Somali Pirates Release Two But Hold Crew

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May 022011

MV Renaur: On way to safe port. Photo: EUNAVFOR

EUNAVFOR reports the release of two pirated vessels, Asphalt Venture and Renuar. Seven of Asphalt Ventures crews are believed to remain held by pirates onshore.

The Panama flagged Asphalt Venture was pirated on 28 September 2010 about 100 nautical miles South-East of Dar Es Salaam in the Somali Basin, the vessel was on route to Durban when it was attacked. It was released on 15 April after 199 days.

It is understood that 7 members of the original crew of 15 were not released with the vessel and that they are still being held in ashore in Somalia.  The other eight crewmembers are taking the vessel to a safe port. Continue reading »

MV SUSAN K pirated only 35 nautical miles from Omani coast

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Apr 082011

Susan K

In the early morning of 8 April, the General Cargo ship MV SUSAN K was pirated approximately 200 nautical miles North-East of Salalah, Oman; a location only 35 nautical miles from the Omani coastline.

The vessel was attacked and boarded by at least 10 pirates although exact details of the attack are not known at this time.

The Antigua & Barbuda flagged and German owned vessel was on its way to Port Sudan (Sudan) from Mumbai (India) when it was attacked.  The MV SUSAN K has a crew of 10 (4 Ukraine and 6 Filipino). There is no further information about the crew at present.

The MV SUSAN K was registered with MSC(HOA) and was reporting to UKMTO.  EUNAVFOR are continuing to monitor the situation.

One In, One Out On The Somali Roundabout

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Dec 132010


In what seems to be developing into a familiar roundabout the Liberian-flagged Eleni P has been released by Somalia pirates on the same day MV Renuar was seized.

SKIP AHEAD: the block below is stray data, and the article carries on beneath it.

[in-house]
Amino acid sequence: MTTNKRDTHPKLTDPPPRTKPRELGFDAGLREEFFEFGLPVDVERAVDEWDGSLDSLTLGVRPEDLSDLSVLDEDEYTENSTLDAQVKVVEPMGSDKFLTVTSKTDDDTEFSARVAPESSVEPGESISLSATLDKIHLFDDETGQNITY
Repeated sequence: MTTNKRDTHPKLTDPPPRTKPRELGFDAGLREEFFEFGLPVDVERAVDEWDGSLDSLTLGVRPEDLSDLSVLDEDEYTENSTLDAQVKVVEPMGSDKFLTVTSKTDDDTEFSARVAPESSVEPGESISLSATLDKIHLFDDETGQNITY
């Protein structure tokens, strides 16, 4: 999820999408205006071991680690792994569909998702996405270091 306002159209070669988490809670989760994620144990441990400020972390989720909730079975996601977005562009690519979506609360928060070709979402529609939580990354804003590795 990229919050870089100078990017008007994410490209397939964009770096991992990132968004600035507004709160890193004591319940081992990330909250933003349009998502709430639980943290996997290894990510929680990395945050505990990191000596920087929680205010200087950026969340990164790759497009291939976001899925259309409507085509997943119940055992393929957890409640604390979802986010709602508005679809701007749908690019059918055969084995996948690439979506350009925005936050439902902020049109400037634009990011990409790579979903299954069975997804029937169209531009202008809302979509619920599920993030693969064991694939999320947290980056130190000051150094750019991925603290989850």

On 11 December 2010, the 72,119 deadweight tonnes,  Liberian-flagged, Greek-owned bulk carrier MV Renuar was released from pirate control. She was pirated on 12 May 2010 approximately 250 nautical miles off the Omani coast with a crew of 23, of which 19 are Filipinos, 2 are Greek, one Ukrainian and one Romanian.

In the early hours of the same day the 70,156 tonnes Panama flagged, Liberian owned bulk cargo vessel  MV Renuar was pirated in the Indian Ocean, approximately 1050 nautical miles east of the Somali coastal village of Eyl and a distance of 550 nautical miles from the coast of India.

The attack was launched from two attack skiffs, supported by a mother ship, with pirates firing small arms and rocket propelled grenades at the merchant vessel.  Since the attack, the pirates have confirmed that they have control of the ship which is now heading West towards the Somali Coast.

The MV Renuar was en route to Fujairah, UAE from Port Louis in Mauritius, when pirated. The 24 man Filipino crew attempted to evade the pirates for some time causing the pirates to make several determined attacks before finally boarding the vessel.  There are presently no communications with the ship and the condition of the crew is not known.

Tanker Al Nisr Al Saudi Released

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Dec 092010

MV Al Nisr Al Saudi

On 7 December 2010, the Saudi Arabian flagged Product tanker MV Al Nisr Al Saudi was released from under pirate control after nine months.

The vessel, which has a deadweight of 5,136 tonnes and a crew of 14, was heading to Jeddah when she was pirated in the Gulf of Aden on 3 March 2010.